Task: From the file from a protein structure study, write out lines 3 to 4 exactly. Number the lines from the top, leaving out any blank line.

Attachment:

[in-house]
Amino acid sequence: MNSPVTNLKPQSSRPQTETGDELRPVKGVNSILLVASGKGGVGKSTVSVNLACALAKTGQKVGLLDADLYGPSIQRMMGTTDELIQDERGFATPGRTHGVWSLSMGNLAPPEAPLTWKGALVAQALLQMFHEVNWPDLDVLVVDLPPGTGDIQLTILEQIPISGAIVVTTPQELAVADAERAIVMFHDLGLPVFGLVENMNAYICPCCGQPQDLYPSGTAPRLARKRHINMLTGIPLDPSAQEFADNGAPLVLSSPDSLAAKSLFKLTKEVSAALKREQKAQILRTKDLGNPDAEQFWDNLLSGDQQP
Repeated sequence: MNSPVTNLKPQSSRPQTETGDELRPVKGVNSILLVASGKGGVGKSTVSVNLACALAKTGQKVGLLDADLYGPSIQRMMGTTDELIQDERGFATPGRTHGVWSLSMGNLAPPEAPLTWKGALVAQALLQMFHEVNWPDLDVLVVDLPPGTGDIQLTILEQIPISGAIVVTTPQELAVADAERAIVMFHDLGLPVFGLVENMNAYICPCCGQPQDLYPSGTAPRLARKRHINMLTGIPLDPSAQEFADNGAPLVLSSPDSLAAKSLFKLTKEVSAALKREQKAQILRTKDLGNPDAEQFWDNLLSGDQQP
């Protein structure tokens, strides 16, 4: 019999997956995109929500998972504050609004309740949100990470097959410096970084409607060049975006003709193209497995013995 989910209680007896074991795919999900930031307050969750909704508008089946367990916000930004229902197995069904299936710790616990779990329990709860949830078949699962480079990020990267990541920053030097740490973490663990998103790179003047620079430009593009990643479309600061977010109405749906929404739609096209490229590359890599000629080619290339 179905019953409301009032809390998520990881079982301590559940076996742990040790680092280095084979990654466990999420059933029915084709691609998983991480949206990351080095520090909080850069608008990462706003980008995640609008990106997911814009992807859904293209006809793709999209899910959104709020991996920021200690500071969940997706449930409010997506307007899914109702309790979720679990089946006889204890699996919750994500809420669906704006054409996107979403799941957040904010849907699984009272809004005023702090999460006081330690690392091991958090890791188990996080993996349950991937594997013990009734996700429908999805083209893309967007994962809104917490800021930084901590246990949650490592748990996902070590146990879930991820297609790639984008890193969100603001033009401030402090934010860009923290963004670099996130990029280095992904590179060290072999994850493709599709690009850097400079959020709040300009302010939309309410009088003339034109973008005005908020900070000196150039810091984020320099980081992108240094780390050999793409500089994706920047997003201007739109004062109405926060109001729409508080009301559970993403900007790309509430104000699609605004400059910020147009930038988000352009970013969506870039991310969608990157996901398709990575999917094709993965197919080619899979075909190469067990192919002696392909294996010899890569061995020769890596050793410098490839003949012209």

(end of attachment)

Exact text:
Repeated sequence: MNSPVTNLKPQSSRPQTETGDELRPVKGVNSILLVASGKGGVGKSTVSVNLACALAKTGQKVGLLDADLYGPSIQRMMGTTDELIQDERGFATPGRTHGVWSLSMGNLAPPEAPLTWKGALVAQALLQMFHEVNWPDLDVLVVDLPPGTGDIQLTILEQIPISGAIVVTTPQELAVADAERAIVMFHDLGLPVFGLVENMNAYICPCCGQPQDLYPSGTAPRLARKRHINMLTGIPLDPSAQEFADNGAPLVLSSPDSLAAKSLFKLTKEVSAALKREQKAQILRTKDLGNPDAEQFWDNLLSGDQQP
């Protein structure tokens, strides 16, 4: 019999997956995109929500998972504050609004309740949100990470097959410096970084409607060049975006003709193209497995013995 989910209680007896074991795919999900930031307050969750909704508008089946367990916000930004229902197995069904299936710790616990779990329990709860949830078949699962480079990020990267990541920053030097740490973490663990998103790179003047620079430009593009990643479309600061977010109405749906929404739609096209490229590359890599000629080619290339 179905019953409301009032809390998520990881079982301590559940076996742990040790680092280095084979990654466990999420059933029915084709691609998983991480949206990351080095520090909080850069608008990462706003980008995640609008990106997911814009992807859904293209006809793709999209899910959104709020991996920021200690500071969940997706449930409010997506307007899914109702309790979720679990089946006889204890699996919750994500809420669906704006054409996107979403799941957040904010849907699984009272809004005023702090999460006081330690690392091991958090890791188990996080993996349950991937594997013990009734996700429908999805083209893309967007994962809104917490800021930084901590246990949650490592748990996902070590146990879930991820297609790639984008890193969100603001033009401030402090934010860009923290963004670099996130990029280095992904590179060290072999994850493709599709690009850097400079959020709040300009302010939309309410009088003339034109973008005005908020900070000196150039810091984020320099980081992108240094780390050999793409500089994706920047997003201007739109004062109405926060109001729409508080009301559970993403900007790309509430104000699609605004400059910020147009930038988000352009970013969506870039991310969608990157996901398709990575999917094709993965197919080619899979075909190469067990192919002696392909294996010899890569061995020769890596050793410098490839003949012209």